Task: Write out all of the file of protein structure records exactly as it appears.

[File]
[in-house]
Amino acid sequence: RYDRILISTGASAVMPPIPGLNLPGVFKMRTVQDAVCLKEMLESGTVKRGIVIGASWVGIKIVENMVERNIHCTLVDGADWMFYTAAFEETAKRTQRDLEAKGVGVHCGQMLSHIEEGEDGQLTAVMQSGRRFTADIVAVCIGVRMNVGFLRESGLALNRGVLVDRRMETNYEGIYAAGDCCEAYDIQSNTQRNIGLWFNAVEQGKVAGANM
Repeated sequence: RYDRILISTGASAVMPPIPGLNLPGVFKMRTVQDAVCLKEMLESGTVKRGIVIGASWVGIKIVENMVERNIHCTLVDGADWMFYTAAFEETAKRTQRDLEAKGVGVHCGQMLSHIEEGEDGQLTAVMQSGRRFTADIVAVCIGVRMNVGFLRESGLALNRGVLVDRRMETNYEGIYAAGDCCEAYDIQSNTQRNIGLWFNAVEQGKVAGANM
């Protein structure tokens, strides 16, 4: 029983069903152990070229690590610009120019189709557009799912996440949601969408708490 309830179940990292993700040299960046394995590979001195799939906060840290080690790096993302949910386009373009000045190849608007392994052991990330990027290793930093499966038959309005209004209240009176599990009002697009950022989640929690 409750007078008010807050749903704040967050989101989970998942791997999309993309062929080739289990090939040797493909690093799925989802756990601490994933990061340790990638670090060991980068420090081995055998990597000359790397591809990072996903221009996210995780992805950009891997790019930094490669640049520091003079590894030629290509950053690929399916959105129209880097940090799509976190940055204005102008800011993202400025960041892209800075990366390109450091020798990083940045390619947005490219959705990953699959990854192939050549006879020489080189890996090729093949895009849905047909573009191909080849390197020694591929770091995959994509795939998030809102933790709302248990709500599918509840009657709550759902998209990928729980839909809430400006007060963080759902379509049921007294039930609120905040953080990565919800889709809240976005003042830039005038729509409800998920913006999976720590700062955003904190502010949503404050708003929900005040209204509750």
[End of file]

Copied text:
[in-house]
Amino acid sequence: RYDRILISTGASAVMPPIPGLNLPGVFKMRTVQDAVCLKEMLESGTVKRGIVIGASWVGIKIVENMVERNIHCTLVDGADWMFYTAAFEETAKRTQRDLEAKGVGVHCGQMLSHIEEGEDGQLTAVMQSGRRFTADIVAVCIGVRMNVGFLRESGLALNRGVLVDRRMETNYEGIYAAGDCCEAYDIQSNTQRNIGLWFNAVEQGKVAGANM
Repeated sequence: RYDRILISTGASAVMPPIPGLNLPGVFKMRTVQDAVCLKEMLESGTVKRGIVIGASWVGIKIVENMVERNIHCTLVDGADWMFYTAAFEETAKRTQRDLEAKGVGVHCGQMLSHIEEGEDGQLTAVMQSGRRFTADIVAVCIGVRMNVGFLRESGLALNRGVLVDRRMETNYEGIYAAGDCCEAYDIQSNTQRNIGLWFNAVEQGKVAGANM
């Protein structure tokens, strides 16, 4: 029983069903152990070229690590610009120019189709557009799912996440949601969408708490 309830179940990292993700040299960046394995590979001195799939906060840290080690790096993302949910386009373009000045190849608007392994052991990330990027290793930093499966038959309005209004209240009176599990009002697009950022989640929690 409750007078008010807050749903704040967050989101989970998942791997999309993309062929080739289990090939040797493909690093799925989802756990601490994933990061340790990638670090060991980068420090081995055998990597000359790397591809990072996903221009996210995780992805950009891997790019930094490669640049520091003079590894030629290509950053690929399916959105129209880097940090799509976190940055204005102008800011993202400025960041892209800075990366390109450091020798990083940045390619947005490219959705990953699959990854192939050549006879020489080189890996090729093949895009849905047909573009191909080849390197020694591929770091995959994509795939998030809102933790709302248990709500599918509840009657709550759902998209990928729980839909809430400006007060963080759902379509049921007294039930609120905040953080990565919800889709809240976005003042830039005038729509409800998920913006999976720590700062955003904190502010949503404050708003929900005040209204509750």